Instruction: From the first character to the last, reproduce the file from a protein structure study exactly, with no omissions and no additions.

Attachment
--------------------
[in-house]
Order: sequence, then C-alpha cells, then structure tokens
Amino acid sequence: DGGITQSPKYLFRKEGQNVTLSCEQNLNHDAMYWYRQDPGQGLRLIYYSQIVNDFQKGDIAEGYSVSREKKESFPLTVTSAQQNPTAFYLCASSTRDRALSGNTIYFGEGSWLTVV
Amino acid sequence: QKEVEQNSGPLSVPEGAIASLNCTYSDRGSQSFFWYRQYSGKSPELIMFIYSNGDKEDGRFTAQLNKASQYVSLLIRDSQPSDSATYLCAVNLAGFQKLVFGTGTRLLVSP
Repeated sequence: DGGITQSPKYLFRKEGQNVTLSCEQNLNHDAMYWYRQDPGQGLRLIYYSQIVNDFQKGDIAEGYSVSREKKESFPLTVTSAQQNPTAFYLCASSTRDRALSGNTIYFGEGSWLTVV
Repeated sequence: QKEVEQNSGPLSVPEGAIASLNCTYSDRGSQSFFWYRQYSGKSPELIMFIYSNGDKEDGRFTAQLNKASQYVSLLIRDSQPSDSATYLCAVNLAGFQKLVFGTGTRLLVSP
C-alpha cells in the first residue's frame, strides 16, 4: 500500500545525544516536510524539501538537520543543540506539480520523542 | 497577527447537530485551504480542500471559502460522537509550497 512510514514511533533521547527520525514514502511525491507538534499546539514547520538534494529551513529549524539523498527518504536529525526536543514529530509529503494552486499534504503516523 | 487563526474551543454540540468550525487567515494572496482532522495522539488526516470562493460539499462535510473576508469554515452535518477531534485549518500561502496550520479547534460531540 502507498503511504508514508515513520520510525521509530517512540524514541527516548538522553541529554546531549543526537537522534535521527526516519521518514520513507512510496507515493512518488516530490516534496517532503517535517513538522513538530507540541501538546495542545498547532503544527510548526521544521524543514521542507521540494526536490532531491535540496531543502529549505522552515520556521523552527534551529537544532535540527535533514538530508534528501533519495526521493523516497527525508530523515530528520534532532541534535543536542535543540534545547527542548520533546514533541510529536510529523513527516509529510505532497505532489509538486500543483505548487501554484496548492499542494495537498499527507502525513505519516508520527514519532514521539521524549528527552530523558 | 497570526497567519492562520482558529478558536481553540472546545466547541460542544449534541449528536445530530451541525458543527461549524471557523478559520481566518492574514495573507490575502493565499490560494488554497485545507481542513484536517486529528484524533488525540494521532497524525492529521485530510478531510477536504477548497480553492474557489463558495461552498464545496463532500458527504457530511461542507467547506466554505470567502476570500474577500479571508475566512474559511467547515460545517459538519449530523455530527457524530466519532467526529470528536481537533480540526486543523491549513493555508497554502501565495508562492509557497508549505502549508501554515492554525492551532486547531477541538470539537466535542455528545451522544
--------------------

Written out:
[in-house]
Order: sequence, then C-alpha cells, then structure tokens
Amino acid sequence: DGGITQSPKYLFRKEGQNVTLSCEQNLNHDAMYWYRQDPGQGLRLIYYSQIVNDFQKGDIAEGYSVSREKKESFPLTVTSAQQNPTAFYLCASSTRDRALSGNTIYFGEGSWLTVV
Amino acid sequence: QKEVEQNSGPLSVPEGAIASLNCTYSDRGSQSFFWYRQYSGKSPELIMFIYSNGDKEDGRFTAQLNKASQYVSLLIRDSQPSDSATYLCAVNLAGFQKLVFGTGTRLLVSP
Repeated sequence: DGGITQSPKYLFRKEGQNVTLSCEQNLNHDAMYWYRQDPGQGLRLIYYSQIVNDFQKGDIAEGYSVSREKKESFPLTVTSAQQNPTAFYLCASSTRDRALSGNTIYFGEGSWLTVV
Repeated sequence: QKEVEQNSGPLSVPEGAIASLNCTYSDRGSQSFFWYRQYSGKSPELIMFIYSNGDKEDGRFTAQLNKASQYVSLLIRDSQPSDSATYLCAVNLAGFQKLVFGTGTRLLVSP
C-alpha cells in the first residue's frame, strides 16, 4: 500500500545525544516536510524539501538537520543543540506539480520523542 | 497577527447537530485551504480542500471559502460522537509550497 512510514514511533533521547527520525514514502511525491507538534499546539514547520538534494529551513529549524539523498527518504536529525526536543514529530509529503494552486499534504503516523 | 487563526474551543454540540468550525487567515494572496482532522495522539488526516470562493460539499462535510473576508469554515452535518477531534485549518500561502496550520479547534460531540 502507498503511504508514508515513520520510525521509530517512540524514541527516548538522553541529554546531549543526537537522534535521527526516519521518514520513507512510496507515493512518488516530490516534496517532503517535517513538522513538530507540541501538546495542545498547532503544527510548526521544521524543514521542507521540494526536490532531491535540496531543502529549505522552515520556521523552527534551529537544532535540527535533514538530508534528501533519495526521493523516497527525508530523515530528520534532532541534535543536542535543540534545547527542548520533546514533541510529536510529523513527516509529510505532497505532489509538486500543483505548487501554484496548492499542494495537498499527507502525513505519516508520527514519532514521539521524549528527552530523558 | 497570526497567519492562520482558529478558536481553540472546545466547541460542544449534541449528536445530530451541525458543527461549524471557523478559520481566518492574514495573507490575502493565499490560494488554497485545507481542513484536517486529528484524533488525540494521532497524525492529521485530510478531510477536504477548497480553492474557489463558495461552498464545496463532500458527504457530511461542507467547506466554505470567502476570500474577500479571508475566512474559511467547515460545517459538519449530523455530527457524530466519532467526529470528536481537533480540526486543523491549513493555508497554502501565495508562492509557497508549505502549508501554515492554525492551532486547531477541538470539537466535542455528545451522544